The musical path followed by Tommy Bolin has it’s parallels with that of oft-celebrated Randy Rhoads. Both were powerfully prodigious guitarists in the hard rock genre that were heavily influenced by seemingly opposing musical styles. Where Rhoads was drawn to classical music, Bolin brought the influence of jazz, reggae and latin music into a combustible relationship with the blues based structures favored in arena rock. Both guitarists also betrayed their talents by suffering tragic, untimely deaths at an early age. Rhoads on March 19, 1982 and Bolin on December 4, 1976. Both were 25 years old.
After an already extensive career playing with the likes of James Gang, Billy Cobham and Deep Purple, Tommy Bolin had some time to work on a couple solo albums starting with the release of Teaser in October of 1975. Following the lead of Miles Davis’ Bitches Brew, Teaser is a hard rock, jazz fusion record. On paper, the whole concept of jazz fusion may sound a bit too academic, but, DAMN if Tommy Bolin’s expertly performed forays into fusion don’t resonate with the heartfelt enthusiasm of one of the BEST GUITAR PLAYERS EVER!!!!!…. regardless of genre.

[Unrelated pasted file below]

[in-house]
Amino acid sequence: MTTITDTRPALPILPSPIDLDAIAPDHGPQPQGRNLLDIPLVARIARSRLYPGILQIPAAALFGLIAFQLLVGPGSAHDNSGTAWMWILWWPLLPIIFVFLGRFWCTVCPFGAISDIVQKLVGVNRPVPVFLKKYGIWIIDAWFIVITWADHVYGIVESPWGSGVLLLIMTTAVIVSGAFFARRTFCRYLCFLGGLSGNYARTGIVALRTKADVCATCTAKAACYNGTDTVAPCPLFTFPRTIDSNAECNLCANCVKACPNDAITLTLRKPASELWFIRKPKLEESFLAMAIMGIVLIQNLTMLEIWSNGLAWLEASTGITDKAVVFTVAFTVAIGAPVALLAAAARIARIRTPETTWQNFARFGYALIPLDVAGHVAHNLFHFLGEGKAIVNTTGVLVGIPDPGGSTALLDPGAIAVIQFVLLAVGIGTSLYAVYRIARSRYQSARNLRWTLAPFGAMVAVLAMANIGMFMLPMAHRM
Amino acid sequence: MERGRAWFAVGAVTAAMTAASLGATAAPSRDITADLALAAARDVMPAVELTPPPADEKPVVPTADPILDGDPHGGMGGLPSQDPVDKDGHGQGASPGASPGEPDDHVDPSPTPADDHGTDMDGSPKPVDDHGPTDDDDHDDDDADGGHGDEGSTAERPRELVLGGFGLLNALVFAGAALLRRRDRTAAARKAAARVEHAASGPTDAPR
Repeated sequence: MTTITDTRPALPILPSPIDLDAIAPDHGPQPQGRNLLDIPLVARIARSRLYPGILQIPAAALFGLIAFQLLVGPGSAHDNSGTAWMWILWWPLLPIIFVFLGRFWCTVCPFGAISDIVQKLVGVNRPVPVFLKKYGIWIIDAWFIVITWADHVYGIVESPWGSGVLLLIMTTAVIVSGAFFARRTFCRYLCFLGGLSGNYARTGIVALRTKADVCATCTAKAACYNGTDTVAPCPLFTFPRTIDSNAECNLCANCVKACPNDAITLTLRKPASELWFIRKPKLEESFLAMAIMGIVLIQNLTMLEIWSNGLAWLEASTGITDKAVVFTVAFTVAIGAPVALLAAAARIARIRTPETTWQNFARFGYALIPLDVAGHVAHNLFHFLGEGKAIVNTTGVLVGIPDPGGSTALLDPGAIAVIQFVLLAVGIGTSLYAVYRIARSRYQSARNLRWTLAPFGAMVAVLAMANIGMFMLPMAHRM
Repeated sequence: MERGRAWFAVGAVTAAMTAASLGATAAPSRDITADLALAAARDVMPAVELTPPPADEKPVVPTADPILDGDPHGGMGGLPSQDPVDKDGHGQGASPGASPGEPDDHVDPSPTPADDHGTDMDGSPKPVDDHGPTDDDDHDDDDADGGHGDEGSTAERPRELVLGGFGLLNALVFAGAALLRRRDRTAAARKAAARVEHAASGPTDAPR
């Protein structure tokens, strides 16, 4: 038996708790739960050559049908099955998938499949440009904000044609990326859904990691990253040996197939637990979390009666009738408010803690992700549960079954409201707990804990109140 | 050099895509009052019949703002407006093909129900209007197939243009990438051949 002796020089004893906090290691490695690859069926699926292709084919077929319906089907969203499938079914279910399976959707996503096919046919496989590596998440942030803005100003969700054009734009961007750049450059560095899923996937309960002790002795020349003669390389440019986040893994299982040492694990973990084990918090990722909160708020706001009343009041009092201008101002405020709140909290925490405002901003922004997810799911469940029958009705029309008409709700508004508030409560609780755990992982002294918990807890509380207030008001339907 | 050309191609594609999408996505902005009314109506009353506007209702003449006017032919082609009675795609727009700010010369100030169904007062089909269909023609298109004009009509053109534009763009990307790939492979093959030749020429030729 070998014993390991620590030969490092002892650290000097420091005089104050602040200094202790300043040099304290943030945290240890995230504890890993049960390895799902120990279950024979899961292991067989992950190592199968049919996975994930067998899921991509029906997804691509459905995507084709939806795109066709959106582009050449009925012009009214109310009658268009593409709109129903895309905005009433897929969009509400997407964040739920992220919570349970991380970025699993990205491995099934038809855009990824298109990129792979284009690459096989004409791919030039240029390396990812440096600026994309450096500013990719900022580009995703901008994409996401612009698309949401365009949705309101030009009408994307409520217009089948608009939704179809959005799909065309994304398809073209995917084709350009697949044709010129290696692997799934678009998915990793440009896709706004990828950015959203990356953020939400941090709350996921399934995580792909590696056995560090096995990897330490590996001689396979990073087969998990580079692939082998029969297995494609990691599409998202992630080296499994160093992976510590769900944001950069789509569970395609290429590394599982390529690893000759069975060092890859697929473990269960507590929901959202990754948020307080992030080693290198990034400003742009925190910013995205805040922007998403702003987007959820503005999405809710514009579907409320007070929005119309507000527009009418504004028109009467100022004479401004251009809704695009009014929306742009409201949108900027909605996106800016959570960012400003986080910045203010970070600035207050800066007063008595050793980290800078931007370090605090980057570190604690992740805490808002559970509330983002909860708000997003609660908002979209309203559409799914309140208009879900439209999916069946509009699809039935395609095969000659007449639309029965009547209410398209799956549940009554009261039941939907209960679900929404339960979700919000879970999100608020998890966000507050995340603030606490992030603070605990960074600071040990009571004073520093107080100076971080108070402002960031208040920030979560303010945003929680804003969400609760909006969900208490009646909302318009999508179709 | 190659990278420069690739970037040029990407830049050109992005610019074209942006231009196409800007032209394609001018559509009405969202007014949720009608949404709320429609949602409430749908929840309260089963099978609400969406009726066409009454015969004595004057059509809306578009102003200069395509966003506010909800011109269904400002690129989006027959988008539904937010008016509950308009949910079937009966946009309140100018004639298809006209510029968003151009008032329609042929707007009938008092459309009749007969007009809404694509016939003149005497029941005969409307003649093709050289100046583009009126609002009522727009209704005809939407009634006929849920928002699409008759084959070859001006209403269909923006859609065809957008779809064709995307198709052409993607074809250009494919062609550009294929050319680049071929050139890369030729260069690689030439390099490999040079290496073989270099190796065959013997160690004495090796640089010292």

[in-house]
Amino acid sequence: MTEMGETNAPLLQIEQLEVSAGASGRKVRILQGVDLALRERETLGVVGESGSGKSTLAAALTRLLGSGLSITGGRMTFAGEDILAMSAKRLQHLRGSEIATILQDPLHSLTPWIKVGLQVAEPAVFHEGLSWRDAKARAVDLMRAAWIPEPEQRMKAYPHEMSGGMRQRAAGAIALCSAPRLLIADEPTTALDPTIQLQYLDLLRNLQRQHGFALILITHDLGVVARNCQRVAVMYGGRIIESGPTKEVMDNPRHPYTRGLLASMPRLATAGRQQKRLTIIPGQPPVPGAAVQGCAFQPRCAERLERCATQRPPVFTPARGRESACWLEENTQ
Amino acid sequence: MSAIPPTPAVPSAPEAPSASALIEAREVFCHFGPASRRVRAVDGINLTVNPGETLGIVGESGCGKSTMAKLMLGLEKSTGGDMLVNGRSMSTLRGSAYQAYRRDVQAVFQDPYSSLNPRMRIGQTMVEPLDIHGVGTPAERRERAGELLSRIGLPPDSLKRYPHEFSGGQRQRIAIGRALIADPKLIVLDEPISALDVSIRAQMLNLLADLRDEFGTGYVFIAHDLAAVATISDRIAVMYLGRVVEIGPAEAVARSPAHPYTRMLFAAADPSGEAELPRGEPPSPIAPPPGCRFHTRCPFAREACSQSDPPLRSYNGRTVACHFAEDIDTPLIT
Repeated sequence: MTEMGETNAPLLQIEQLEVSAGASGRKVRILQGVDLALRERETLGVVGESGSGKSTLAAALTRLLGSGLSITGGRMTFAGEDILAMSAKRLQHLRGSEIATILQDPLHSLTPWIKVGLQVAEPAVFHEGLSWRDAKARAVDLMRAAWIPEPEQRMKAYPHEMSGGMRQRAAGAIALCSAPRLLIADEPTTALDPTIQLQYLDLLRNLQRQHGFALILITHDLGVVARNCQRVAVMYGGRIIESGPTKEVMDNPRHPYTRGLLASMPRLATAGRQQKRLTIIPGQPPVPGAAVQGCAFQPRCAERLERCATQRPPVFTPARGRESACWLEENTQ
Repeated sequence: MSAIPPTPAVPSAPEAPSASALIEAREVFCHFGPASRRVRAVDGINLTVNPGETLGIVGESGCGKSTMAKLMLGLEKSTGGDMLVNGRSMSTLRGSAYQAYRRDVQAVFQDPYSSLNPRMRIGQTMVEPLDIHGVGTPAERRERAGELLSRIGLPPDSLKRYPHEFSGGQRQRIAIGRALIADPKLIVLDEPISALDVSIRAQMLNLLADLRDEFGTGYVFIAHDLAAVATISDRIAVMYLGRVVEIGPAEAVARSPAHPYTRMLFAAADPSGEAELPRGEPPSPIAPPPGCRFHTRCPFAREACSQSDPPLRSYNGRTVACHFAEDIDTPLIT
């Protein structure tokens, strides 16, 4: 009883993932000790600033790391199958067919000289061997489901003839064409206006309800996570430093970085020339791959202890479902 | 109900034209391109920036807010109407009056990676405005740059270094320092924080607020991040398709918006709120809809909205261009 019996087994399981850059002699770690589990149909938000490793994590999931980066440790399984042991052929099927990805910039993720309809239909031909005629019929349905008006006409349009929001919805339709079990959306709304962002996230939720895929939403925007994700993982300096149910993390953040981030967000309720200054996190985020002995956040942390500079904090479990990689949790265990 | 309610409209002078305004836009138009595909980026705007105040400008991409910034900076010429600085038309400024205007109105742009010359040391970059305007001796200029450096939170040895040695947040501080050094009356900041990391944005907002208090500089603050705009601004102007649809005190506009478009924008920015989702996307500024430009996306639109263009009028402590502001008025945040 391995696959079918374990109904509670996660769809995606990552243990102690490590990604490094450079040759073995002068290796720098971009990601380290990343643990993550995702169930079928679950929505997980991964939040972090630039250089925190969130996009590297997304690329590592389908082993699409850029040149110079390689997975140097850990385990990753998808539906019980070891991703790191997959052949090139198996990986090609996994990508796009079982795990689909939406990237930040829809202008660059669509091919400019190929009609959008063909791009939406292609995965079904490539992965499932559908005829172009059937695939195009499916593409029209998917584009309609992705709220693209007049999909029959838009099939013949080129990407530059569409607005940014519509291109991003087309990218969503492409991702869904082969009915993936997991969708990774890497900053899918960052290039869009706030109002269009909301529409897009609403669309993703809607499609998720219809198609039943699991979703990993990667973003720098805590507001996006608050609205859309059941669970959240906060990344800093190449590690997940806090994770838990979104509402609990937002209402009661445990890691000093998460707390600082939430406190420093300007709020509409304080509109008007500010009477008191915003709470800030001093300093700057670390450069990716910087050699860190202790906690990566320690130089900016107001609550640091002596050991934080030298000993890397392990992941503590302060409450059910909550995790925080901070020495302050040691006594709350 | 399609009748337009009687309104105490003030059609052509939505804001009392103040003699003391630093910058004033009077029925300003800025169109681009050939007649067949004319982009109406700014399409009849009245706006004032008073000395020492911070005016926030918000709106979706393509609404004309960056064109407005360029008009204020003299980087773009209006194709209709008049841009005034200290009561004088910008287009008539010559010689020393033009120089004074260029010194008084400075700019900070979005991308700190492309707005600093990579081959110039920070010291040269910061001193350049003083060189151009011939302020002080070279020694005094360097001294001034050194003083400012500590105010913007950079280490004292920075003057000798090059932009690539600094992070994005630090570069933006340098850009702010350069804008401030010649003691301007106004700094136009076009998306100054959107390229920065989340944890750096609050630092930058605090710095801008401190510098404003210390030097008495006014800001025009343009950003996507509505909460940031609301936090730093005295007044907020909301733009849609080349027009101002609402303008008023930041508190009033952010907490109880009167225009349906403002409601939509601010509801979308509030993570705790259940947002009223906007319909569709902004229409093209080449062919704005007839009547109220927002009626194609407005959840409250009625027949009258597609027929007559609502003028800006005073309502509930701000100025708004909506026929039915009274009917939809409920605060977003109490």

The songs on Teaser are all over the place but not uneven. Every song on this record is an absolute killer. There are proggy synth and horn heavy songs, like “Homeward Strut” and “Marching Powder”. Latin sounding “Savannah Woman” has such an amazing guitar solo it makes me wanna go to Africa to drink with Peter Beard and at some point we would be listening to Teaser and “People, People” would come on and the whole world would make sense. Title track “Teaser” along with “Wild Dogs” are completely ahead of their time even to this day…absolutely stunning songs.
Apparently Motley Crue covered the song “Teaser”.